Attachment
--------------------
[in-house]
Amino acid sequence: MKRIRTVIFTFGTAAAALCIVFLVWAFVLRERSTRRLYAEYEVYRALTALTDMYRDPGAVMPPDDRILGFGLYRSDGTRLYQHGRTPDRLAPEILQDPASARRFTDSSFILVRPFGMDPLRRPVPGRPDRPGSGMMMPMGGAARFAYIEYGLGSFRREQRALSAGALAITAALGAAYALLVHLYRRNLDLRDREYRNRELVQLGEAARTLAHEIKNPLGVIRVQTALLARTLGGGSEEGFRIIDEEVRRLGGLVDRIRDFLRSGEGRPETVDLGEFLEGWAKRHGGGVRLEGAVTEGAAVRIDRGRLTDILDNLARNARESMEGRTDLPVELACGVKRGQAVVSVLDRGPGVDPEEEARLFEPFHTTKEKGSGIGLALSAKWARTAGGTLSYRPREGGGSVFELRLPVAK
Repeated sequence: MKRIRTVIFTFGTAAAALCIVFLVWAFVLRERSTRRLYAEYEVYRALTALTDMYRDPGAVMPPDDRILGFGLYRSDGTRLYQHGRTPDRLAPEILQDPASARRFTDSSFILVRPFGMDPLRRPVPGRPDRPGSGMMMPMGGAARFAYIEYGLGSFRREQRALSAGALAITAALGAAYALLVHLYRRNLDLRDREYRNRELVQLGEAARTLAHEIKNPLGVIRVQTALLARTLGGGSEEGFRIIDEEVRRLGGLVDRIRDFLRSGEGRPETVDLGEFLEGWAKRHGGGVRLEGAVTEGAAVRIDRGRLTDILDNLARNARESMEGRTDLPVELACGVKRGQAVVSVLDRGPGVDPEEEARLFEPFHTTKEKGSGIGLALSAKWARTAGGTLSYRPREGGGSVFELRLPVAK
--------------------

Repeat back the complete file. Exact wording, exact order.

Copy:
[in-house]
Amino acid sequence: MKRIRTVIFTFGTAAAALCIVFLVWAFVLRERSTRRLYAEYEVYRALTALTDMYRDPGAVMPPDDRILGFGLYRSDGTRLYQHGRTPDRLAPEILQDPASARRFTDSSFILVRPFGMDPLRRPVPGRPDRPGSGMMMPMGGAARFAYIEYGLGSFRREQRALSAGALAITAALGAAYALLVHLYRRNLDLRDREYRNRELVQLGEAARTLAHEIKNPLGVIRVQTALLARTLGGGSEEGFRIIDEEVRRLGGLVDRIRDFLRSGEGRPETVDLGEFLEGWAKRHGGGVRLEGAVTEGAAVRIDRGRLTDILDNLARNARESMEGRTDLPVELACGVKRGQAVVSVLDRGPGVDPEEEARLFEPFHTTKEKGSGIGLALSAKWARTAGGTLSYRPREGGGSVFELRLPVAK
Repeated sequence: MKRIRTVIFTFGTAAAALCIVFLVWAFVLRERSTRRLYAEYEVYRALTALTDMYRDPGAVMPPDDRILGFGLYRSDGTRLYQHGRTPDRLAPEILQDPASARRFTDSSFILVRPFGMDPLRRPVPGRPDRPGSGMMMPMGGAARFAYIEYGLGSFRREQRALSAGALAITAALGAAYALLVHLYRRNLDLRDREYRNRELVQLGEAARTLAHEIKNPLGVIRVQTALLARTLGGGSEEGFRIIDEEVRRLGGLVDRIRDFLRSGEGRPETVDLGEFLEGWAKRHGGGVRLEGAVTEGAAVRIDRGRLTDILDNLARNARESMEGRTDLPVELACGVKRGQAVVSVLDRGPGVDPEEEARLFEPFHTTKEKGSGIGLALSAKWARTAGGTLSYRPREGGGSVFELRLPVAK